Imagine the reaction if a newspaper printed a story that Jews or Mormons are smelly, thoughtless, intolerant, and annoying. Or if a newspaper said, “Many African Americans are fundamentally intolerant.” The uproar would be immediate and justified. Yet, the Green Valley News (Ariz.) published just such a derogatory article, stereotyping a minority, only the target of Emil Franzi’s bigotry was a group that many seem to believe can be vilified with impunity: atheists.
Franzi’s opinion piece spans the spectrum from prejudiced to tasteless (i.e., he vulgarly refers to “crap belched”), even nonsensical (claiming that religious believers are defined by doubt, atheists by certainty), verging on paranoid (“The Atheist Lobby wants you to believe otherwise”). It is astonishing that a reputable outlet would publish such piffle.
As to his arguments, Franzi brings to mind Christopher Hitchens’ riposte to Sean Hannity: “You give me the awful impression, I hate to have to say it, of someone who hasn’t read any of the arguments against your position ever.”
He trots out Pol Pot, the Holocaust, Stalin, and Mao as “atheism’s gift to the world.” This fallacy has been debunked time and again. Not only does Franzi get the facts wrong—e.g., Hitler died a Roman Catholic in good standing, made concordats with the Vatican and was never ex-communicated—but he also mistakenly assumes that these genocides were motivated by atheism. Which is odd because he also claims that genocide is always for “political not religious reasons.”
Franzi makes another common mistake by smugly characterizing violence in the 20th century as “atheism’s gift to the world.” Genocide is to be abhorred and we must seek to stop it. But overall, violence is declining. Distinguished Harvard Professor Steven Pinker, who’s the honorary president of the Freedom From Religion Foundation, has debunked the notion that violence is increasing: “our ancestors were far more violent than we are, that violence has been in decline for long stretches of time, and that today we are probably living in the most peaceful time in our species’ existence.”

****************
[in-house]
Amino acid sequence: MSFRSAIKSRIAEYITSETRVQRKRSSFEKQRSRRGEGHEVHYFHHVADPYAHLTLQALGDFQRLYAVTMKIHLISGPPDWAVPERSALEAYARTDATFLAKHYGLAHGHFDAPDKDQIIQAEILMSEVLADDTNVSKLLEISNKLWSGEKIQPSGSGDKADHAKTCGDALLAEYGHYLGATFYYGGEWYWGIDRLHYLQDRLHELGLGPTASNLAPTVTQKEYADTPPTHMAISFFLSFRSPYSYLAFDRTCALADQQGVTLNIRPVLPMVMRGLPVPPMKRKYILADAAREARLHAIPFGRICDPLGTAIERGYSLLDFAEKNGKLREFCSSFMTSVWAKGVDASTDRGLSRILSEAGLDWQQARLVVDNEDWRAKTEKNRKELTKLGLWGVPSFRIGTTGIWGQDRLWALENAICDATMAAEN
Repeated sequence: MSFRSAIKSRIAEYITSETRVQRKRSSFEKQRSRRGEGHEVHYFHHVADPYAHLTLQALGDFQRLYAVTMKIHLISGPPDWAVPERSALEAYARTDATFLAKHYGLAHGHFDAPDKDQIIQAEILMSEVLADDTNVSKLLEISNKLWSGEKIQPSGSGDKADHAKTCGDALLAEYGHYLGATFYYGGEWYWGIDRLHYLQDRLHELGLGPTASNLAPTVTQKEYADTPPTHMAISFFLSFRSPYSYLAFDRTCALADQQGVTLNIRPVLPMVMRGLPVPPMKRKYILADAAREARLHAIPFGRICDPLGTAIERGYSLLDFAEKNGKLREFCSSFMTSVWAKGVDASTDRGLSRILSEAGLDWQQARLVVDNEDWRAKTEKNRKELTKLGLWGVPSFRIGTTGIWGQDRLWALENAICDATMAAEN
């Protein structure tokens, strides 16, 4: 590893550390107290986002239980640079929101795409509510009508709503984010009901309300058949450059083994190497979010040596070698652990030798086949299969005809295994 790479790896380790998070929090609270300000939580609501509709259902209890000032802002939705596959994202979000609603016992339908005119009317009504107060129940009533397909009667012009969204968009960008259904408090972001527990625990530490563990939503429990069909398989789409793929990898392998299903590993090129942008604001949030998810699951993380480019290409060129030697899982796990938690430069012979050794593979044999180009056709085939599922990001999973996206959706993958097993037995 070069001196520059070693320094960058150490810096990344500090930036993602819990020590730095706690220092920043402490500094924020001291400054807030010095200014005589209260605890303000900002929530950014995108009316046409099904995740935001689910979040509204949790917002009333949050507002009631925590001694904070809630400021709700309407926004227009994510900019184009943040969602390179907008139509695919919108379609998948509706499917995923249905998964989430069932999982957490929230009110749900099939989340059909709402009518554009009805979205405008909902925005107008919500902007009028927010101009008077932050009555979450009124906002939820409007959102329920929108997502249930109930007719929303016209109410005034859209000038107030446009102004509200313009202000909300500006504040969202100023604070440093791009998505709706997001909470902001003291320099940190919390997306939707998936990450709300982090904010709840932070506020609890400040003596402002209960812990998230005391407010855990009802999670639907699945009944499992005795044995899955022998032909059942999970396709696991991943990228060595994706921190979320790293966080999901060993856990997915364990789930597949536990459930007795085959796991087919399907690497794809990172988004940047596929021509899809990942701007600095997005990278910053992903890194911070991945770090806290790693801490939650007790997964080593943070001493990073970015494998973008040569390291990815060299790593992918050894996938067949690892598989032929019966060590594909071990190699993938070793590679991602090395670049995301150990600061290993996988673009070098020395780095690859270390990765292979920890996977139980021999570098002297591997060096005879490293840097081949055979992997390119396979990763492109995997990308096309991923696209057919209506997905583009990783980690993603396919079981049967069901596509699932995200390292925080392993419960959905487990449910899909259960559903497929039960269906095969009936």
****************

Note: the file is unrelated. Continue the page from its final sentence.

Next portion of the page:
Franzi is most upset by Jeffrey Tayler’s Salon article about Marco Rubio’s religious campaign ad.Tayler expressed frustration because Rubio “uses his campaign ad to talk only about religion. Aren’t campaign ads supposed to at least have something to do with politics?” And even though Tayler cites the U.S. Constitution’s ban on religious tests for public office, Franzi claims that the “real meat in [Tayler’s] atheist paean” is that “Rubio is unfit to be president because he professes to believe in God.”
I’ve yet to meet a “None” who thinks a person is unfit to be president if they profess a belief in a deity, meanwhile, we know the opposite is true. Candidates have openly opined that nonbelievers would be unfit for the presidency. They are playing to a common belief. Many Americans—and I think here we can safely assume many religious Americans—will not vote for an otherwise qualified atheist candidate for public office. Gallup polls regularly ranked “atheists” as the least desirable presidential candidate, behind Muslims, homosexuals, Mormons, Latinos, Jews, Catholics, women and African Americans.
For the first time in polling history, last year atheists rose above socialists in this ranking and a majority of voters finally indicated they wouldn’t automatically rule out voting for one as president, though just barely. That’s progress, but the prejudice against atheists is still confirmed in sociological literature and is furthered by ignorant tirades like Franzi’s.
If Green Valley News had any civility, it would apologize for this hateful hyperbole.